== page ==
A further object of the invention is to provide a method of forming a device for exchanging substances, which comprises forming individual membranes of a semipermeable material and forming capillary passages through the membranes from one end to the other and thereafter assembling the membranes in a stack with alternate layers of gas-permeable tissue material, forming planar end and side surfaces on the stack, and sealing each end of the tissues between the membranes and thereafter connecting flow connectors to each side and end of the stack to provide for an inflow and outflow of the substances to be exchanged to the capillaries and to the tissues, respectively.
Another object of the invention is to provide a device for exchanging substances which is simple in design, rugged in construction and economical to manufacture.
The various features of novelty which characterize the invention are pointed out with particularity in the claims annexed to and forming a part of this disclosure. For a better understanding of the invention, its operating advantages and specific objects attained by its uses, reference should be had to the accompanying drawings and descriptive matter in which there is illustrated a preferred embodiment of the invention.
In the Drawings:
FIG. 1 is a cross-sectional view of a capillary membrane constructed in accordance with the invention;
FIG. 2 is a perspective view of a corner of a block built up of individual membranes; and
FIG. 3 is an exploded perspective view of the complete block with the associated connecting pieces.
Referring to the drawings in particular, the invention embodied therein, comprises a device for exchanging substances which in particular has application as an oxygenator or a dialyzer. In accordance with the invention, the device is madeup of a plurality of semipermeable membranes or foils which, for example, may be of a material which is fibrous and permits some permeation of liquids and gases therethrough. The membranes 1 are formed into a stack with wads or masses of tissue 3 arranged in alternate layers in a vertical stack.
Each membrane has a plurality of longitudinally extending capillaries 2 defined therethrough for the passage of a first substance, for example, blood. The tissues are arranged such that they have selective permeability and a substance such as an oxygen is passed therethrough.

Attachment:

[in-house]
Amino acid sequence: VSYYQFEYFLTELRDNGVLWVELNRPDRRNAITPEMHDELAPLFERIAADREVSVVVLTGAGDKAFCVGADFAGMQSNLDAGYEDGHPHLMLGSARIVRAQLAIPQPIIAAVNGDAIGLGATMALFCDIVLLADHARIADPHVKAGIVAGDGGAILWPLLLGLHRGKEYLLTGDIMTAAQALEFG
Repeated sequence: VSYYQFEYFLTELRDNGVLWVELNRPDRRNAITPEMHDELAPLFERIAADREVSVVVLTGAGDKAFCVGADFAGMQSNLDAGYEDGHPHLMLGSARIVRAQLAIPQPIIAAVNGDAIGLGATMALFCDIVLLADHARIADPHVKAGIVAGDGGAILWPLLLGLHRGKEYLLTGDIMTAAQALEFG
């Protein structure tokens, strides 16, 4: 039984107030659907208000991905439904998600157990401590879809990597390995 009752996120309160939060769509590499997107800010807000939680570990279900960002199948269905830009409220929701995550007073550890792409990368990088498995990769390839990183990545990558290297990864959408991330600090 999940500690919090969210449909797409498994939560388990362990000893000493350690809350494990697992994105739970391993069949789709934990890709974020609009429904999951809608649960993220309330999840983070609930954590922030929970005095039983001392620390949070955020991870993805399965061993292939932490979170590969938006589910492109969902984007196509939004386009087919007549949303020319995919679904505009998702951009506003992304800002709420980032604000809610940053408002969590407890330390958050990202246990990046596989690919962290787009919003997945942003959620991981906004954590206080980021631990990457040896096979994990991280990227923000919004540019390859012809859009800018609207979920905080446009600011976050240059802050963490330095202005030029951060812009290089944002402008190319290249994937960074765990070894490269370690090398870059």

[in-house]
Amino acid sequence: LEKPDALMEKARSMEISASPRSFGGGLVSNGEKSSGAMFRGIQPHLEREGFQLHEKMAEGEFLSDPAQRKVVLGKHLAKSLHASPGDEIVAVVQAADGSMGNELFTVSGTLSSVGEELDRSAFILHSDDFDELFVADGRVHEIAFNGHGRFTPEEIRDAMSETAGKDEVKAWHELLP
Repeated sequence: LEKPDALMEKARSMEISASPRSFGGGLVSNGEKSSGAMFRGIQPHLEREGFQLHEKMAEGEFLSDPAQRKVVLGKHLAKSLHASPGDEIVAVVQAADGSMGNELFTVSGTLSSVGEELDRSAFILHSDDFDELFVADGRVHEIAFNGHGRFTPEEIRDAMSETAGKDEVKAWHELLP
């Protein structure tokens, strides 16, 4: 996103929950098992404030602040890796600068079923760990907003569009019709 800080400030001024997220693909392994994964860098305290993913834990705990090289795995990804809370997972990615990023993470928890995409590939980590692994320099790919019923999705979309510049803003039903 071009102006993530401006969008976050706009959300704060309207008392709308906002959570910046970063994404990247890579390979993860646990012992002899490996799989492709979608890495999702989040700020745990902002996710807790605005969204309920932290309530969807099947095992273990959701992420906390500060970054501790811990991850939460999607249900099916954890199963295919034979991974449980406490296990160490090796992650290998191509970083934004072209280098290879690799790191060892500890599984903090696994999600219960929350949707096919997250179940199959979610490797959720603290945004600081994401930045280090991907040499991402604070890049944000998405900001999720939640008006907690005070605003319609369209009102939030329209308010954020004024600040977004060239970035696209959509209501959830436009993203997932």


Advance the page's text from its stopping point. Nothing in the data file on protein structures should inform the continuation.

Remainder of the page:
In comparison with individual tubes, it is true that the capillary membrane 1, as shown in FIG. 1, reduces the surface contacting the gas. On the other hand, however, this design offers an increased mechanical stability as well as the possibility of providing a smooth and economical connection. The thickness of membrane 1 is about 0.5 mm, and the diameter of a capillary about 0.3 mm.
By superposing individual membranes 1 and placing tissues 3, permeable to gas, therebetween, a stack is built-up, as shown in FIG. 2. The foils are connected to each other by vulcanization or by a bonding agent at their two end portions comprising the outlets of the capillaries, so that spacers 4 are formed which, at the same time, separate the blood spaces (capillaries 2) from the gas spaces (tissue 3), and seal off each end of the gas spaces. By cutting the protruding protions of the vulcanized ends of the membranes, a planar inlet or outlet surface 5 of the capillaries is produced.
FIG. 3 shows the manner in which the connecting pieces 6 and 7 are joined to a finished stack of membranes 1, which are covered at the top and bottom by non-porous members 10 and 12. The operation of the capillary oxygenator thus produced is as follows: Oxygen enters, for example, connecting piece 6, shown in front in FIG. 3 though conduit 8 and into a hollow portion of the block-shaped piece 6 and flows through a gas-permeable tissue 3. The gas leaves the oxygenator through a hollow space 6a' of a connecting piece 6' and flows out through a conduit similarly to conduit 8. The blood to be oxygenized is fed into the oxygenator from the lefthand side through a conduit 9 of a connecting piece 7, and is directed through capillaries 1. The oxygenated blood is removed through connecting piece 7' at the righthand side and flows out through conduit 9' of a connecting piece 7' to further lines.
The material of the foils is highly permeable to respiration gases and has a high permeation ratio of CO2 to O2. It is also physiologically well compatible and resistant to body tissues and liquids.
While the blood flows through capillaries 2, the oxygen diffuses from the interspaces filled out with porous tissue 3 and which form the gas space and into the capillaries and the blood. Due to the partial differential pressure, CO2 diffuses from the blood space into the gas space in the opposite direction.
The inventive oxygenator may also be used for the transfer of other substances into or from the blood. Thus, for example, for hemodialysis, a material is used for the the foils having a selective permeability satisfactory for the substances to be transferred, for example, ureal substances. In such a case, a dialyzate is directed through the gas space of the inventive oxygenator.
While a specific embodiment of the invention has been shown and described in detail to illustrate the application of the principles of the invention, it will be understood that the invention may be embodied otherwise without departing from such principles.